Finally, a Scientific Explanation for Hating on Family Travelers

A scene of the crime. Or is it?

A scene of the crime. Or is it?

It always has seemed so irrational; the way ordinary, fun-loving people embark an aircraft and suddenly hate families how Tonya Harding hated (hates?) Nancy Kerrigan.

They stare. They snivel. They seethe. Sometimes, they even sneer.

We encounter these terrible humans just about every time we fly the so-called “friendly” skies, and every time we meet them, we think to ourselves, “What the hell is wrong with these people?”

Now, thankfully, we have an answer: According to researchers from King’s College in London (including the very first UK professor of “aerospace medicine), many mental processes are impaired at altitude. Read between the lines and this discovery means, quite simply, that flying makes people dumb.

Finally, everything is illuminated. The guy who changed his baby’s diaper on flight attendant jump seats. The dude who slapped a crying baby on an airplane’s descent. The couple that bribed fellow passengers on a cross-country flight with goodie bags.

All of these people behaved badly. And all of them were, obviously, “impaired.”

Thanks to David Gradwell, all of this bad behavior makes perfect sense; for better or for worse, the very act of flying has turned our brethren against us.

As the objects of derision and hatred, we family travelers COULD blame the airlines. All this time, we’ve put up with lousy food, rising prices and dwindling benefits for enduring the additional challenge of traveling with kids. Now we find out these companies are sitting back idly while they poison our countrymen (and women) against us. The bastards!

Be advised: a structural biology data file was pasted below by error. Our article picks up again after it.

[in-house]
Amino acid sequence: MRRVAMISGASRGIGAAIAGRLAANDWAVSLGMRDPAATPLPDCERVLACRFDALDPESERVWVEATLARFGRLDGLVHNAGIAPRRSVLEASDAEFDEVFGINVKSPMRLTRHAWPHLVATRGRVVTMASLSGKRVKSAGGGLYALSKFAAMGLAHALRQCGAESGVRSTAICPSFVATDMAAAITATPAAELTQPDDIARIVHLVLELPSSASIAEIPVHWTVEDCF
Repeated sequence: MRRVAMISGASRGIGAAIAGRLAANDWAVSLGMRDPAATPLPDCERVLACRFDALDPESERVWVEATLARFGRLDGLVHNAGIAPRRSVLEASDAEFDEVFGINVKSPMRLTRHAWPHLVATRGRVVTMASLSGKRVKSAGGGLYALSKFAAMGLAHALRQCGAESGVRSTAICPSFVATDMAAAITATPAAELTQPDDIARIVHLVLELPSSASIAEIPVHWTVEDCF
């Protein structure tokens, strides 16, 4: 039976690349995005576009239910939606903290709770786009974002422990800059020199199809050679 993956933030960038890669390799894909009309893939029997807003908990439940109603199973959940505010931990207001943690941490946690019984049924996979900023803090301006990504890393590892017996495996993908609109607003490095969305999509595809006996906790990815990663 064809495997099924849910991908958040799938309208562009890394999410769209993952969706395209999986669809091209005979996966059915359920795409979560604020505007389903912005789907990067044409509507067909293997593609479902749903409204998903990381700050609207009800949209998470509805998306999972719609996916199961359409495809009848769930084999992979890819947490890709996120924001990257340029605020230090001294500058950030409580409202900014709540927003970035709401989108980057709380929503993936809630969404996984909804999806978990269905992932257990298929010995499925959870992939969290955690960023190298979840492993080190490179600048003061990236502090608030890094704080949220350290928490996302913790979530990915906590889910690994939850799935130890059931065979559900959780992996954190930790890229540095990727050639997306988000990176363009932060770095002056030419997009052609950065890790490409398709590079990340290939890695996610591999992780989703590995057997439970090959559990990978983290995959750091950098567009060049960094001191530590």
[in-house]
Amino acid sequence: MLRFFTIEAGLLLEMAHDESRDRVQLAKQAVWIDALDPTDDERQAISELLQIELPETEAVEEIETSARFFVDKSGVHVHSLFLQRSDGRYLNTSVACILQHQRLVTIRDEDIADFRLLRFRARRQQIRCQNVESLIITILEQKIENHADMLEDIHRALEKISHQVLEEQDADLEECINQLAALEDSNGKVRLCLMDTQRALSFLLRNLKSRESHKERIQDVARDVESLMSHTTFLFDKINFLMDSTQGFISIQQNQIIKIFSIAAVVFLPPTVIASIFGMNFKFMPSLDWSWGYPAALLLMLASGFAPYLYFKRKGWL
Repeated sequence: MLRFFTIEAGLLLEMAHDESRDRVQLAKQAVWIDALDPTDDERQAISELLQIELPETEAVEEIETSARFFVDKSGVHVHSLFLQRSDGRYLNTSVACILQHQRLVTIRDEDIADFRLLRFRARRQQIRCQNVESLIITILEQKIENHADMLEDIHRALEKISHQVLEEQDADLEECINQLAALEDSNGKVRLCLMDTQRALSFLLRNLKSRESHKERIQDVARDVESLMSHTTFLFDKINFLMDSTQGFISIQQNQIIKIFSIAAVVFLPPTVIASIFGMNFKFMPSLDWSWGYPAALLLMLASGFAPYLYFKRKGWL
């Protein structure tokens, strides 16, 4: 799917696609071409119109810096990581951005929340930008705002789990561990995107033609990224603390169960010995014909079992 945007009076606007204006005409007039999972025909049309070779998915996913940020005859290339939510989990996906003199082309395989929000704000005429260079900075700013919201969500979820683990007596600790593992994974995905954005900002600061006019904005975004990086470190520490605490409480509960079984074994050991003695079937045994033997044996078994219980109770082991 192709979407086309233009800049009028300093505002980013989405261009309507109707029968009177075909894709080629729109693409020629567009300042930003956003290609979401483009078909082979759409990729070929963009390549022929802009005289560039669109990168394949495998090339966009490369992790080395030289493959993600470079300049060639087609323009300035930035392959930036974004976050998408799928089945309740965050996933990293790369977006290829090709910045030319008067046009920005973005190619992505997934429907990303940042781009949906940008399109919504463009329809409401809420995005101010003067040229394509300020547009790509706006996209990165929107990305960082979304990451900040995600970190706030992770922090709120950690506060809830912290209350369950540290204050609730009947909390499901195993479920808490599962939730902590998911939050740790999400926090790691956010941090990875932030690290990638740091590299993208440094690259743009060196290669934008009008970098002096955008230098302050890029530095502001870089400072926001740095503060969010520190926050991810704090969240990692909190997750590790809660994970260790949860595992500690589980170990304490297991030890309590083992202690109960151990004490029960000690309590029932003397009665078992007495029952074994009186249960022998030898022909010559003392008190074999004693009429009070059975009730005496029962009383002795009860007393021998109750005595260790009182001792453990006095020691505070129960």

I suppose we also could blame our fellow passengers. They willingly board these planes, tacitly accepting anything and everything that occurs as a result.

Sure, they might end up next to a former wide receiver for the LFL with whom they decide to join the mile-high club. But they also might end up sitting behind a baby who is acting like a baby, and therefore (to them, people) deserves life in a North Korean prison.

Instead, dear readers, I offer a different solution: Forgiveness.

Our fellow passengers know not what they do when they call our daughters “demons.” They aren’t themselves when they encourage us to “get a muzzle.” Instead of taking offense at these types of messages, from now on, I will look at the messengers and feel pity, or just nod and smile.

The way I see it, turning the other cheek like this is the very least we can do. After all, like Gradwell says, life at 30,000 feet makes us all do some pretty crazy stuff.

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